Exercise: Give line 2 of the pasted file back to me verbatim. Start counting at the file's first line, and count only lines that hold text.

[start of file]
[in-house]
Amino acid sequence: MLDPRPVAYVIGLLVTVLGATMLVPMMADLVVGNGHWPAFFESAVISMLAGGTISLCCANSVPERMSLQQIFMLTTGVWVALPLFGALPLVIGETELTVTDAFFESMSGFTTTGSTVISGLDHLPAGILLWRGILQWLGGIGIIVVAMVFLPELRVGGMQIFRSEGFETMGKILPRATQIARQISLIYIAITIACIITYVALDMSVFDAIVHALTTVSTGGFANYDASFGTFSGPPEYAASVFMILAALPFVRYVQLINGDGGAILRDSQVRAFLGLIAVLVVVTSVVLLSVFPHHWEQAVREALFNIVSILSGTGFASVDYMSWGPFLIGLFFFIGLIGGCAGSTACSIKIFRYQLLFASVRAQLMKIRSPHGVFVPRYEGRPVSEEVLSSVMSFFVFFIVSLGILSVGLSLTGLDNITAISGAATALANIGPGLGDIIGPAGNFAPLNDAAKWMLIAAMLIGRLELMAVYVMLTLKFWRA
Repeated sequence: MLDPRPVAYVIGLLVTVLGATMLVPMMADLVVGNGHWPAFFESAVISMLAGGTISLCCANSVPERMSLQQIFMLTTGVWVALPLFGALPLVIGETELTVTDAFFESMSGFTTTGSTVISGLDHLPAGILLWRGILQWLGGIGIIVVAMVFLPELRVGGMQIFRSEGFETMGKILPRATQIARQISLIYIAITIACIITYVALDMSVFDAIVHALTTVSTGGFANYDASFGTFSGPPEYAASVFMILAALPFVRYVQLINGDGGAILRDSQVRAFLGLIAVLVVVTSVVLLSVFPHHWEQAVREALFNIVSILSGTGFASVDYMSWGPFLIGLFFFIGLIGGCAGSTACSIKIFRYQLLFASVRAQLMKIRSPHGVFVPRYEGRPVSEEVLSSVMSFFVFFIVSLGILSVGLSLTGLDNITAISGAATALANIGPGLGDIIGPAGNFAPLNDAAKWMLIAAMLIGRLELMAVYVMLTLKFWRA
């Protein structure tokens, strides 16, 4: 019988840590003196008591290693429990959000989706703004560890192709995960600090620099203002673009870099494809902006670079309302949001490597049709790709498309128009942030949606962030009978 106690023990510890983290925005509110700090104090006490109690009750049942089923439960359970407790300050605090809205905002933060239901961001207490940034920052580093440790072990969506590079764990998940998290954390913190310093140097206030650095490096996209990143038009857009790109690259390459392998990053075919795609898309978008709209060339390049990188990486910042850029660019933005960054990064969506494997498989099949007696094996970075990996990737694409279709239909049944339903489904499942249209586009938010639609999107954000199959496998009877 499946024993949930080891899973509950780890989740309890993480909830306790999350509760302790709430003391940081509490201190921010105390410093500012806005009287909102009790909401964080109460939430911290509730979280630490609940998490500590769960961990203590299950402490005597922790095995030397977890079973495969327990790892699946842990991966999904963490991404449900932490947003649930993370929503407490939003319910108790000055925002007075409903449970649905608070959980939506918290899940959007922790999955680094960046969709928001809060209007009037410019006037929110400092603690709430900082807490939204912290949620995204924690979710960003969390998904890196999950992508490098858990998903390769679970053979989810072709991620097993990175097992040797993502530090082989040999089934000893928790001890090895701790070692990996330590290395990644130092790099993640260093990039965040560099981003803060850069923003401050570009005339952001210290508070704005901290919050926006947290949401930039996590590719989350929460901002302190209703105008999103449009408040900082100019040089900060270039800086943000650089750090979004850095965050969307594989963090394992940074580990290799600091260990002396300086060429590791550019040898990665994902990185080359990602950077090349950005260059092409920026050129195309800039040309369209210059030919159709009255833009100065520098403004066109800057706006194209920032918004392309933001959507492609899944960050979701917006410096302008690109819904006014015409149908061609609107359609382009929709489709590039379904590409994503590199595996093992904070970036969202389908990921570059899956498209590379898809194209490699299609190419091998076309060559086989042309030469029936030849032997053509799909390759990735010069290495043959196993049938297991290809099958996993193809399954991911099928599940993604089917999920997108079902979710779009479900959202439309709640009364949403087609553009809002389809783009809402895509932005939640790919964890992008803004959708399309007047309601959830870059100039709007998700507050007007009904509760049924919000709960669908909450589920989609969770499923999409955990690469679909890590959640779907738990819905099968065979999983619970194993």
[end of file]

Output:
Amino acid sequence: MLDPRPVAYVIGLLVTVLGATMLVPMMADLVVGNGHWPAFFESAVISMLAGGTISLCCANSVPERMSLQQIFMLTTGVWVALPLFGALPLVIGETELTVTDAFFESMSGFTTTGSTVISGLDHLPAGILLWRGILQWLGGIGIIVVAMVFLPELRVGGMQIFRSEGFETMGKILPRATQIARQISLIYIAITIACIITYVALDMSVFDAIVHALTTVSTGGFANYDASFGTFSGPPEYAASVFMILAALPFVRYVQLINGDGGAILRDSQVRAFLGLIAVLVVVTSVVLLSVFPHHWEQAVREALFNIVSILSGTGFASVDYMSWGPFLIGLFFFIGLIGGCAGSTACSIKIFRYQLLFASVRAQLMKIRSPHGVFVPRYEGRPVSEEVLSSVMSFFVFFIVSLGILSVGLSLTGLDNITAISGAATALANIGPGLGDIIGPAGNFAPLNDAAKWMLIAAMLIGRLELMAVYVMLTLKFWRA